- Title Instructor, Kandror Laboratory
- Education PhD: St. Petersburg Polytechnic University (Russia)
Postdoctoral training: University of Nevada-Reno and BU School of Public Health
- Office K114
- Email firstname.lastname@example.org
- Phone 617-638-5970
- Area of Interest Cellular mechanisms of protein aggregation
My research focuses on cellular mechanisms of aggregation of aberrant and damaged proteins. Abnormal polypeptides that escape proteasome-dependent degradation tend to aggregate and can be transported via microtubules to an aggresome, an organelle where aggregated proteins are degraded by autophagy. Protein aggregation plays a major role in various neurodegenerative disorders. We used synphilin 1, a protein implicated in Parkinson disease, as a model to study these processes in cell cultures. We have demonstrated that contrary to popular believes protein aggregation in a cell is not a spontaneous event and relies upon various cellular elements. We found that the cell senses the levels of defective ribosomal products to activate various stress responses including protein aggregation. Furthermore, we demonstrated that mild slowdown of a ribosome can significantly improve the quality of the newly synthesized polypeptides. We found that Bag3-Hsp70 module implicated in carcinogenesis is involved in sensing of the defective ribosomal products and triggering of the stress responses. We work to identify additional elements of this response.
Zaarur N, Xu X, Lestienne P, Meriin AB, McComb M, Costello CE, Newnam GP, Ganti R, Romanova NV, Shanmugasundaram M, Silva ST, Bandeiras TM, Matias PM, Lobachev KS, Lednev IK, Chernoff YO, Sherman MY. RuvbL1 and RuvbL2 enhance aggresome formation and disaggregate amyloid fibrils. EMBO J. 2015 Sep 14; 34(18):2363-82. PMID: 26303906.
Zaarur N, Meriin AB, Bejarano E, Xu X, Gabai VL, Cuervo AM, Sherman MY. Proteasome failure promotes positioning of lysosomes around the aggresome via local block of microtubule-dependent transport. Mol Cell Biol. 2014 Apr; 34(7):1336-48. PMID: 24469403.
Meriin AB, Mense M, Colbert JD, Liang F, Bihler H, Zaarur N, Rock KL, Sherman MY. A novel approach to recovery of function of mutant proteins by slowing down translation. J Biol Chem. 2012 Oct 5; 287(41):34264-72. PMID: 22902621.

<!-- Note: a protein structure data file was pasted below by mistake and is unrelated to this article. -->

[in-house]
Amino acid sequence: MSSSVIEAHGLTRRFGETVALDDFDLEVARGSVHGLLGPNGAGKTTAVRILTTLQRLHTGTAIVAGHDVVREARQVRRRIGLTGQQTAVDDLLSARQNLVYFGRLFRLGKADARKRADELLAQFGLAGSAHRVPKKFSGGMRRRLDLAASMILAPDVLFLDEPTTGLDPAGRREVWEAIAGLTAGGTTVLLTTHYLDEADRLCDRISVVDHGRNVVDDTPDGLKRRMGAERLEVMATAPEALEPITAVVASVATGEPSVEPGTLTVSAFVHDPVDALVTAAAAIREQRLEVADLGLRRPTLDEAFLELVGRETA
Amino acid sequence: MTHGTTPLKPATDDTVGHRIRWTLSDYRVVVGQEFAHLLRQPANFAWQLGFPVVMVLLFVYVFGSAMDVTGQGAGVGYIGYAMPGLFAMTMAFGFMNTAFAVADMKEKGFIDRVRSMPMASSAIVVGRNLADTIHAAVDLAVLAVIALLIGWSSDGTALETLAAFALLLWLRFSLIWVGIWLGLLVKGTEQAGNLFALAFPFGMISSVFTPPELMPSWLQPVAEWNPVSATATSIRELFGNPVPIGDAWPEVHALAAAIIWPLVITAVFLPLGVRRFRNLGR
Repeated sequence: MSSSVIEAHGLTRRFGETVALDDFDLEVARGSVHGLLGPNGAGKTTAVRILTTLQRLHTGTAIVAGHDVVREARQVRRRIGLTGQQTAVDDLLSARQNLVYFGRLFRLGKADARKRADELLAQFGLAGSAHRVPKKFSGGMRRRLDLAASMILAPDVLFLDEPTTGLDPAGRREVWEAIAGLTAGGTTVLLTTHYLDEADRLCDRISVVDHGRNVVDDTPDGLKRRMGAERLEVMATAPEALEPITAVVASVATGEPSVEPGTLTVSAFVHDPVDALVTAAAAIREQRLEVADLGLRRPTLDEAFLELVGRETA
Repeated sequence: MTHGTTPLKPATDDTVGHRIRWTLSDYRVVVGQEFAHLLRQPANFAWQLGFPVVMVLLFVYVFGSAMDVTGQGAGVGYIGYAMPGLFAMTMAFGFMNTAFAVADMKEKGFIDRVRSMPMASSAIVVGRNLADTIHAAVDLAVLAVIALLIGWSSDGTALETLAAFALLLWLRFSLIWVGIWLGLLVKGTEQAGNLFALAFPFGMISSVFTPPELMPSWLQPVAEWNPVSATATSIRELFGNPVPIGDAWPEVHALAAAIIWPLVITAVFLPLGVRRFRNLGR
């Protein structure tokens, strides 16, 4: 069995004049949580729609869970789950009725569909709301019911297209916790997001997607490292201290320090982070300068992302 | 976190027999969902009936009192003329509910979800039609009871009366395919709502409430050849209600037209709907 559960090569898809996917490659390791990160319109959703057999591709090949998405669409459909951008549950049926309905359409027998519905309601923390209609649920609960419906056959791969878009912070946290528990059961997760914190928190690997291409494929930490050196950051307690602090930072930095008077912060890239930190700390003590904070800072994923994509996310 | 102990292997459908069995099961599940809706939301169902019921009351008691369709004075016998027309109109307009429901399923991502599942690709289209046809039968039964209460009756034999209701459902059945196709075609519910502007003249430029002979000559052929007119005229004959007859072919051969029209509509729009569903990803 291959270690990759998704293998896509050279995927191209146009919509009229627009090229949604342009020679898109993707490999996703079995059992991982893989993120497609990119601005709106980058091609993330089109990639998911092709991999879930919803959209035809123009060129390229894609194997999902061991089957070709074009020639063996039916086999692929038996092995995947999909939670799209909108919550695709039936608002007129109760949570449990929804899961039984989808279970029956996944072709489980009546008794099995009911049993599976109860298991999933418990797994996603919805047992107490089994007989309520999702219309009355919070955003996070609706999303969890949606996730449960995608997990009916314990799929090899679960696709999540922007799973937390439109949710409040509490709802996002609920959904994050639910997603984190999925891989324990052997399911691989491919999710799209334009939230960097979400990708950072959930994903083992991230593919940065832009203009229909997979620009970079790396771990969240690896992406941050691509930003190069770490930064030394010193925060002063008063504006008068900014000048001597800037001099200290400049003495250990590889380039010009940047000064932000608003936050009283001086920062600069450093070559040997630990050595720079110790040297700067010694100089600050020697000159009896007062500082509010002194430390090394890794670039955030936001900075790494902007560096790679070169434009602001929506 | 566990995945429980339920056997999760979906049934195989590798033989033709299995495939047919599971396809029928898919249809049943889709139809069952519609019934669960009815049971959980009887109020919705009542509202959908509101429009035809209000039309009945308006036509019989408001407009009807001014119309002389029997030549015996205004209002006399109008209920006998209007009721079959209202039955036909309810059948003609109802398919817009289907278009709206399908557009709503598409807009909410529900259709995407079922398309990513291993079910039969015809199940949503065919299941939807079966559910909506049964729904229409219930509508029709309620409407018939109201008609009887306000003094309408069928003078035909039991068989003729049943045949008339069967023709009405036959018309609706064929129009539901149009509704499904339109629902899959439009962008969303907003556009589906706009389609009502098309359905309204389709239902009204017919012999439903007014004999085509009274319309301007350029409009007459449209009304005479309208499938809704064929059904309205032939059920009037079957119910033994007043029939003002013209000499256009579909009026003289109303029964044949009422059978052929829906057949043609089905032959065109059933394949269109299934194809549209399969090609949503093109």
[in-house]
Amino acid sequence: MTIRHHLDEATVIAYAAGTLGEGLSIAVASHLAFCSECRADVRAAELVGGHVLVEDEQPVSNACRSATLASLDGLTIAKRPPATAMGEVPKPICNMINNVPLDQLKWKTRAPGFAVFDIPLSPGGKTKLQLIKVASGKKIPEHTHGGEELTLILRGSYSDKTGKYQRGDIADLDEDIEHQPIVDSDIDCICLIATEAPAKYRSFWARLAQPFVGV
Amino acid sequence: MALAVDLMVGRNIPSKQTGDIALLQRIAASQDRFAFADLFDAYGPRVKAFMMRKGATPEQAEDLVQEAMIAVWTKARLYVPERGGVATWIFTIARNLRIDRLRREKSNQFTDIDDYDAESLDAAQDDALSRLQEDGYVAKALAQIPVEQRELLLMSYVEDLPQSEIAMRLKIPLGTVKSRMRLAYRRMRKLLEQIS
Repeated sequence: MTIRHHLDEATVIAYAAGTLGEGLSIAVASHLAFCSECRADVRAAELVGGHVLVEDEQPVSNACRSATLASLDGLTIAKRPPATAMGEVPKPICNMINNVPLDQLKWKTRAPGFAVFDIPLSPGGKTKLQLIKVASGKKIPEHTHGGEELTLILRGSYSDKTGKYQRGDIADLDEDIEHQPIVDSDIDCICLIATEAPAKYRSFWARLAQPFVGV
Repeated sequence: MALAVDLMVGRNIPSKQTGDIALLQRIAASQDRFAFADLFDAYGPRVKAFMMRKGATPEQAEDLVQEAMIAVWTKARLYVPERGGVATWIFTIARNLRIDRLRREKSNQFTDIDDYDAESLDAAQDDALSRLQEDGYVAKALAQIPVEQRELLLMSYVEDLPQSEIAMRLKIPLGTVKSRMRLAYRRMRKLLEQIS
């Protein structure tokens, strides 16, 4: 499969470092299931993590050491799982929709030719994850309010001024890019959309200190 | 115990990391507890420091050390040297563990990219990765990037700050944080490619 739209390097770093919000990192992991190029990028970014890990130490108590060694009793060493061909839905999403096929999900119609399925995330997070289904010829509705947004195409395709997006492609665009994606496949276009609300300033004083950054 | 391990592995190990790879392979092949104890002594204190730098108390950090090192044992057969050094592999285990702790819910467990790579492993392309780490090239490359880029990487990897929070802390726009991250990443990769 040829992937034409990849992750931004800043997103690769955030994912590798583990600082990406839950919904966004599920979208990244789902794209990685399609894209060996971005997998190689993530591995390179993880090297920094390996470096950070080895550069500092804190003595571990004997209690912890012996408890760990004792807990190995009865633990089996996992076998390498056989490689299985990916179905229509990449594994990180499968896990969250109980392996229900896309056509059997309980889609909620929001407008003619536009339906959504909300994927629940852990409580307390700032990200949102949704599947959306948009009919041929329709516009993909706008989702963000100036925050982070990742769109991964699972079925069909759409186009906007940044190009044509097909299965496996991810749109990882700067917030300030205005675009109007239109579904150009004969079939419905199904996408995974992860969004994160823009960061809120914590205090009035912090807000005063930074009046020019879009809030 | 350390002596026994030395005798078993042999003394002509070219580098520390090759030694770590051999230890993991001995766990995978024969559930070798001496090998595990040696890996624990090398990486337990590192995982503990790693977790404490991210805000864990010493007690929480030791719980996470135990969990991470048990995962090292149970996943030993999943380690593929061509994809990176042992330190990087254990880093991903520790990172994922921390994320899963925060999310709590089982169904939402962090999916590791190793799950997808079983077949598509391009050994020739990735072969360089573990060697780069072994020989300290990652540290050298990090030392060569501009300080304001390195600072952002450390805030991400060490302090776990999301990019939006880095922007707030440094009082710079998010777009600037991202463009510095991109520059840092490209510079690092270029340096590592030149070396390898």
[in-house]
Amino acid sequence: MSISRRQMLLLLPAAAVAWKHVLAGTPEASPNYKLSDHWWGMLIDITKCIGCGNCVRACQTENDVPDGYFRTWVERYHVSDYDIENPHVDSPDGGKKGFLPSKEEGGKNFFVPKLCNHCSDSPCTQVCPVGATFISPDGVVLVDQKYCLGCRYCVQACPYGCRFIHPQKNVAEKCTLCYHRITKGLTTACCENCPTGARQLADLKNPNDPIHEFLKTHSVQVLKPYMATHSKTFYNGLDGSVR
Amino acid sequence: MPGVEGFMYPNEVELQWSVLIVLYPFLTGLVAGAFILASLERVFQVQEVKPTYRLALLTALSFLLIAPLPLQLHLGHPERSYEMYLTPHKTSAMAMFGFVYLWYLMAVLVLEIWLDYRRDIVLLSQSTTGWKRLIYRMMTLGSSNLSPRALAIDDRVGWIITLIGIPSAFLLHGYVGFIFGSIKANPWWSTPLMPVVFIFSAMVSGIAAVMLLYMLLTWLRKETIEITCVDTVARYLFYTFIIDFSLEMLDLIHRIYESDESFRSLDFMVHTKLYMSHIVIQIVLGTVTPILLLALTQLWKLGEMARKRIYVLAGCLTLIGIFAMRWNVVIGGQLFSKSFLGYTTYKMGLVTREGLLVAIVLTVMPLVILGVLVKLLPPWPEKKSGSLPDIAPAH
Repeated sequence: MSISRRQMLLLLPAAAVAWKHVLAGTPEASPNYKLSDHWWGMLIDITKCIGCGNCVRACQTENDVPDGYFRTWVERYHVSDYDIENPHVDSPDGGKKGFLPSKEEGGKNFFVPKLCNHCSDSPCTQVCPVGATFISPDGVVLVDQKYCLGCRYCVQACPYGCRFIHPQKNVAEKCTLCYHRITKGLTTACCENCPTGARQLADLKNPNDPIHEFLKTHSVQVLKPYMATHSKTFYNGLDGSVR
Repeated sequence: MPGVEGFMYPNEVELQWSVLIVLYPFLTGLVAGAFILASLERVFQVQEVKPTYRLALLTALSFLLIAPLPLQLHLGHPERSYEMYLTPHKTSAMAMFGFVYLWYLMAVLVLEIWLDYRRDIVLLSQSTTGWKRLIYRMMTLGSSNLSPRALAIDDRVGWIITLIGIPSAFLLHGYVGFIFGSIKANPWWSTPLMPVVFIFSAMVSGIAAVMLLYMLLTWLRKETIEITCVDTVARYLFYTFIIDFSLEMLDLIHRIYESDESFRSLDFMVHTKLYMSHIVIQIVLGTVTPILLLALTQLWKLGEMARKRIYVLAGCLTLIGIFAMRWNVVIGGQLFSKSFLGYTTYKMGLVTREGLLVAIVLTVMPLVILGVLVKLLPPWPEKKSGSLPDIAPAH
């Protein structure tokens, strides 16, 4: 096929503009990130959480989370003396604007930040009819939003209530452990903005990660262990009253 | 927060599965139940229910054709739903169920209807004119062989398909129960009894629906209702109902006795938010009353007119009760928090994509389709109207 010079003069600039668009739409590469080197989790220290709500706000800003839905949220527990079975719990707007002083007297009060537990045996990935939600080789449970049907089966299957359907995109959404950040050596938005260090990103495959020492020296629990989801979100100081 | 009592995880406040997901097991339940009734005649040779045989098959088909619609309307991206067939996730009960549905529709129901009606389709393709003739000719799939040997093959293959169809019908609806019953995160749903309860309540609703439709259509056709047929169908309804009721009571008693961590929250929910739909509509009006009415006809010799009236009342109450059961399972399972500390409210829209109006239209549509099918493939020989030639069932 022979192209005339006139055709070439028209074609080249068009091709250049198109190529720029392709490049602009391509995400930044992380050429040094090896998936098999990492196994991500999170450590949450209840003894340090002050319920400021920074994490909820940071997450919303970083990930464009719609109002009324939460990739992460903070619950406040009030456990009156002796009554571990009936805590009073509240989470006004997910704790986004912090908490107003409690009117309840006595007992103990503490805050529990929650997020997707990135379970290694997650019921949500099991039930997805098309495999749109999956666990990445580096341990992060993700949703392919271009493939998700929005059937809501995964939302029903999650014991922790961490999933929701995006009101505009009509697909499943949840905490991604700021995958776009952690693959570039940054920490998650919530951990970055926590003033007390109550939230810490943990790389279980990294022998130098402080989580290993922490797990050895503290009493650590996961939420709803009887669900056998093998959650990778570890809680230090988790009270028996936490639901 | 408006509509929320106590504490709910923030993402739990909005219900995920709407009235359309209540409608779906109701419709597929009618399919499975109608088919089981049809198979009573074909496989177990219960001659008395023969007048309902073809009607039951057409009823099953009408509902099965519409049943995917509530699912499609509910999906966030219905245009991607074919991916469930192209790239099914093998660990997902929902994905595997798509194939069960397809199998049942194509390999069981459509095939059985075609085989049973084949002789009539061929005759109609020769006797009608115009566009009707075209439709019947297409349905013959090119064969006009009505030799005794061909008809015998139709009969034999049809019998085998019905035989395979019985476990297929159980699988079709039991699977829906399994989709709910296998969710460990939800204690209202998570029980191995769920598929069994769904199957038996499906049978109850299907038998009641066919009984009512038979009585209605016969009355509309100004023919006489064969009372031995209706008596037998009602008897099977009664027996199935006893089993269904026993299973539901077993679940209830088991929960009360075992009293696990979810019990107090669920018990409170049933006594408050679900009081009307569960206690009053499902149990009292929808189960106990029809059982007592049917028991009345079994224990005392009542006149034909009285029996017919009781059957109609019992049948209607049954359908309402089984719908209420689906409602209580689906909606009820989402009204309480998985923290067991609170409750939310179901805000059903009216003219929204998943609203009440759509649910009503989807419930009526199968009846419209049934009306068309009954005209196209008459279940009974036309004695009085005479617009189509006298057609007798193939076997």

Kim G, Meriin AB, Gabai VL, Christians E, Benjamin I, Wilson A, Wolozin B, Sherman MY. The heat shock transcription factor Hsf1 is downregulated in DNA damage-associated senescence, contributing to the maintenance of senescence phenotype. Aging Cell. 2012 Aug; 11(4):617-27. PMID: 22510478.
Meriin AB, Zaarur N, Sherman MY. Association of translation factor eEF1A with defective ribosomal products generates a signal for aggresome formation. J Cell Sci. 2012 Jun 1; 125(Pt 11):2665-74. PMID: 22357952.
Meriin AB, Wang Y, Sherman MY. Isolation of aggresomes and other large aggregates. Curr Protoc Cell Biol. 2010 Sep; Chapter 3:Unit 3.38.1-9. PMID: 20853343.
Ilyinskii PO, Schmidt T, Lukashev D, Meriin AB, Thoidis G, Frishman D, Shneider AM. Importance of mRNA secondary structural elements for the expression of influenza virus genes. OMICS. 2009 Oct; 13(5):421-30. PMID: 19594376.
Wang Y, Meriin AB, Zaarur N, Romanova NV, Chernoff YO, Costello CE, Sherman MY. Abnormal proteins can form aggresome in yeast: aggresome-targeting signals and components of the machinery. FASEB J. 2009 Feb; 23(2):451-63. PMID: 18854435.
Zaarur N, Meriin AB, Gabai VL, Sherman MY. Triggering aggresome formation. Dissecting aggresome-targeting and aggregation signals in synphilin 1. J Biol Chem. 2008 Oct 10; 283(41):27575-84. PMID: 18635553.
Ilyinskii PO, Meriin AB, Gabai VL, Usachev EV, Prilipov AG, Thoidis G, Shneider AM. The proteosomal degradation of fusion proteins cannot be predicted from the proteosome susceptibility of their individual components. Protein Sci. 2008 Jun; 17(6):1077-85. PMID: 18411420.
Complete list can be found at BU Profiles